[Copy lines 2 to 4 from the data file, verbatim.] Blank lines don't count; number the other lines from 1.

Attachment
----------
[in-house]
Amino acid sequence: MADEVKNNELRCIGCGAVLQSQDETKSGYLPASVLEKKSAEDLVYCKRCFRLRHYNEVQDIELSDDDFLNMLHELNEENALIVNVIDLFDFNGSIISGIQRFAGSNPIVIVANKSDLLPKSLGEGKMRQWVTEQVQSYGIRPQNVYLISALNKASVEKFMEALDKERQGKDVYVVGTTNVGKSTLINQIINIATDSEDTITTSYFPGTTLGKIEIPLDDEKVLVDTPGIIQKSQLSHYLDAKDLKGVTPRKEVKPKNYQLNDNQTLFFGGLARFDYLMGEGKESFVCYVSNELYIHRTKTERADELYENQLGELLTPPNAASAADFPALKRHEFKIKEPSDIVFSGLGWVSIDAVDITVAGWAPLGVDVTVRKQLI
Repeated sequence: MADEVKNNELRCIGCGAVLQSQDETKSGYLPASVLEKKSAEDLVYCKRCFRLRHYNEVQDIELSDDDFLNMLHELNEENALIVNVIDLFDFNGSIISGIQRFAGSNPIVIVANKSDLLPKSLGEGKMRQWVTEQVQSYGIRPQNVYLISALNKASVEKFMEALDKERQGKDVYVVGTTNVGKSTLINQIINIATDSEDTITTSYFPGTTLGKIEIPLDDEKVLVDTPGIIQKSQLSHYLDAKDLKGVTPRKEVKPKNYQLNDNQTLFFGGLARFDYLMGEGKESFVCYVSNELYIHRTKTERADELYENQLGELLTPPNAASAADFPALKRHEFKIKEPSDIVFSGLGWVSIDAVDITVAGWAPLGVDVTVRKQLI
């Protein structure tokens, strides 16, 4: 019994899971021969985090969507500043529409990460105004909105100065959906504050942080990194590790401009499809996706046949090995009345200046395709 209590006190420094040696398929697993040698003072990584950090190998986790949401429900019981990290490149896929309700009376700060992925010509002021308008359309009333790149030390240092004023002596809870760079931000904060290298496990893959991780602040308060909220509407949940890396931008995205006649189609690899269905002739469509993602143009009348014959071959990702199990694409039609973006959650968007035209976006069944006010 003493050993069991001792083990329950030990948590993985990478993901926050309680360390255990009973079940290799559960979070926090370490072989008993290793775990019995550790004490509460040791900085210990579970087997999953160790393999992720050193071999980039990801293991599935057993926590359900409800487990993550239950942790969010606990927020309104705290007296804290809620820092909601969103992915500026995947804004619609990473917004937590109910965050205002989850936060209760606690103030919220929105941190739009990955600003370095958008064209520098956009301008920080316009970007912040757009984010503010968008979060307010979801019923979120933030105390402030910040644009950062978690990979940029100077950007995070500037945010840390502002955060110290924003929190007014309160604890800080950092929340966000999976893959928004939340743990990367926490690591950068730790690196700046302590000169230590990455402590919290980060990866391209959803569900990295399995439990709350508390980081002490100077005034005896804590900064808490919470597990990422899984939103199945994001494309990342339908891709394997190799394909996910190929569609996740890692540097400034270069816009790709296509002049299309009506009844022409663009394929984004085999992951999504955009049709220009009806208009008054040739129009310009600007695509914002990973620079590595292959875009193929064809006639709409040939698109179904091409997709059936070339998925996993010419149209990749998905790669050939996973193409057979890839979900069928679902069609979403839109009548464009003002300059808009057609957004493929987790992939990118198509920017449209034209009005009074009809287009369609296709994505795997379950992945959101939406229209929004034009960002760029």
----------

Amino acid sequence: MADEVKNNELRCIGCGAVLQSQDETKSGYLPASVLEKKSAEDLVYCKRCFRLRHYNEVQDIELSDDDFLNMLHELNEENALIVNVIDLFDFNGSIISGIQRFAGSNPIVIVANKSDLLPKSLGEGKMRQWVTEQVQSYGIRPQNVYLISALNKASVEKFMEALDKERQGKDVYVVGTTNVGKSTLINQIINIATDSEDTITTSYFPGTTLGKIEIPLDDEKVLVDTPGIIQKSQLSHYLDAKDLKGVTPRKEVKPKNYQLNDNQTLFFGGLARFDYLMGEGKESFVCYVSNELYIHRTKTERADELYENQLGELLTPPNAASAADFPALKRHEFKIKEPSDIVFSGLGWVSIDAVDITVAGWAPLGVDVTVRKQLI
Repeated sequence: MADEVKNNELRCIGCGAVLQSQDETKSGYLPASVLEKKSAEDLVYCKRCFRLRHYNEVQDIELSDDDFLNMLHELNEENALIVNVIDLFDFNGSIISGIQRFAGSNPIVIVANKSDLLPKSLGEGKMRQWVTEQVQSYGIRPQNVYLISALNKASVEKFMEALDKERQGKDVYVVGTTNVGKSTLINQIINIATDSEDTITTSYFPGTTLGKIEIPLDDEKVLVDTPGIIQKSQLSHYLDAKDLKGVTPRKEVKPKNYQLNDNQTLFFGGLARFDYLMGEGKESFVCYVSNELYIHRTKTERADELYENQLGELLTPPNAASAADFPALKRHEFKIKEPSDIVFSGLGWVSIDAVDITVAGWAPLGVDVTVRKQLI
């Protein structure tokens, strides 16, 4: 019994899971021969985090969507500043529409990460105004909105100065959906504050942080990194590790401009499809996706046949090995009345200046395709 209590006190420094040696398929697993040698003072990584950090190998986790949401429900019981990290490149896929309700009376700060992925010509002021308008359309009333790149030390240092004023002596809870760079931000904060290298496990893959991780602040308060909220509407949940890396931008995205006649189609690899269905002739469509993602143009009348014959071959990702199990694409039609973006959650968007035209976006069944006010 003493050993069991001792083990329950030990948590993985990478993901926050309680360390255990009973079940290799559960979070926090370490072989008993290793775990019995550790004490509460040791900085210990579970087997999953160790393999992720050193071999980039990801293991599935057993926590359900409800487990993550239950942790969010606990927020309104705290007296804290809620820092909601969103992915500026995947804004619609990473917004937590109910965050205002989850936060209760606690103030919220929105941190739009990955600003370095958008064209520098956009301008920080316009970007912040757009984010503010968008979060307010979801019923979120933030105390402030910040644009950062978690990979940029100077950007995070500037945010840390502002955060110290924003929190007014309160604890800080950092929340966000999976893959928004939340743990990367926490690591950068730790690196700046302590000169230590990455402590919290980060990866391209959803569900990295399995439990709350508390980081002490100077005034005896804590900064808490919470597990990422899984939103199945994001494309990342339908891709394997190799394909996910190929569609996740890692540097400034270069816009790709296509002049299309009506009844022409663009394929984004085999992951999504955009049709220009009806208009008054040739129009310009600007695509914002990973620079590595292959875009193929064809006639709409040939698109179904091409997709059936070339998925996993010419149209990749998905790669050939996973193409057979890839979900069928679902069609979403839109009548464009003002300059808009057609957004493929987790992939990118198509920017449209034209009005009074009809287009369609296709994505795997379950992945959101939406229209929004034009960002760029």